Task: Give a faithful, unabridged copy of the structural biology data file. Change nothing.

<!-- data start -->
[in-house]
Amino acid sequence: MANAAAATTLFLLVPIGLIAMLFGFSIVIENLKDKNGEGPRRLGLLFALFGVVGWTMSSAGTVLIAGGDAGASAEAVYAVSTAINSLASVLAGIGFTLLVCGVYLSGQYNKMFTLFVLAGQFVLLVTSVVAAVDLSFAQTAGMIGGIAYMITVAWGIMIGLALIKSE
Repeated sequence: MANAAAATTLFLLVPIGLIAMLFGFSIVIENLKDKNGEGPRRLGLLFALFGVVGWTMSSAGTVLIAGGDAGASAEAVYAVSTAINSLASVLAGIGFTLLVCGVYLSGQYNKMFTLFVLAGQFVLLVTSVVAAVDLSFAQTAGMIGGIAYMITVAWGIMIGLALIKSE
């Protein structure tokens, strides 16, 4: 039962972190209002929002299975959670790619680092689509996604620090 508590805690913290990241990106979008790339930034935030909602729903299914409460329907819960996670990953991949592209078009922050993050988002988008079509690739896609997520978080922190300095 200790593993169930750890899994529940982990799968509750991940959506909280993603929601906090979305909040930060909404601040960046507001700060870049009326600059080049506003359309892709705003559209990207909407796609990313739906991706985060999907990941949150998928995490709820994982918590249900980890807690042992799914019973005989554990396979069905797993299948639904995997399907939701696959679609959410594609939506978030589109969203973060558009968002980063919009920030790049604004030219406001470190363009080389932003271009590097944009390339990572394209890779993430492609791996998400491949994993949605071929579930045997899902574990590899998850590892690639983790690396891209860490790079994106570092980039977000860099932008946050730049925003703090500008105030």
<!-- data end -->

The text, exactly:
[in-house]
Amino acid sequence: MANAAAATTLFLLVPIGLIAMLFGFSIVIENLKDKNGEGPRRLGLLFALFGVVGWTMSSAGTVLIAGGDAGASAEAVYAVSTAINSLASVLAGIGFTLLVCGVYLSGQYNKMFTLFVLAGQFVLLVTSVVAAVDLSFAQTAGMIGGIAYMITVAWGIMIGLALIKSE
Repeated sequence: MANAAAATTLFLLVPIGLIAMLFGFSIVIENLKDKNGEGPRRLGLLFALFGVVGWTMSSAGTVLIAGGDAGASAEAVYAVSTAINSLASVLAGIGFTLLVCGVYLSGQYNKMFTLFVLAGQFVLLVTSVVAAVDLSFAQTAGMIGGIAYMITVAWGIMIGLALIKSE
């Protein structure tokens, strides 16, 4: 039962972190209002929002299975959670790619680092689509996604620090 508590805690913290990241990106979008790339930034935030909602729903299914409460329907819960996670990953991949592209078009922050993050988002988008079509690739896609997520978080922190300095 200790593993169930750890899994529940982990799968509750991940959506909280993603929601906090979305909040930060909404601040960046507001700060870049009326600059080049506003359309892709705003559209990207909407796609990313739906991706985060999907990941949150998928995490709820994982918590249900980890807690042992799914019973005989554990396979069905797993299948639904995997399907939701696959679609959410594609939506978030589109969203973060558009968002980063919009920030790049604004030219406001470190363009080389932003271009590097944009390339990572394209890779993430492609791996998400491949994993949605071929579930045997899902574990590899998850590892690639983790690396891209860490790079994106570092980039977000860099932008946050730049925003703090500008105030």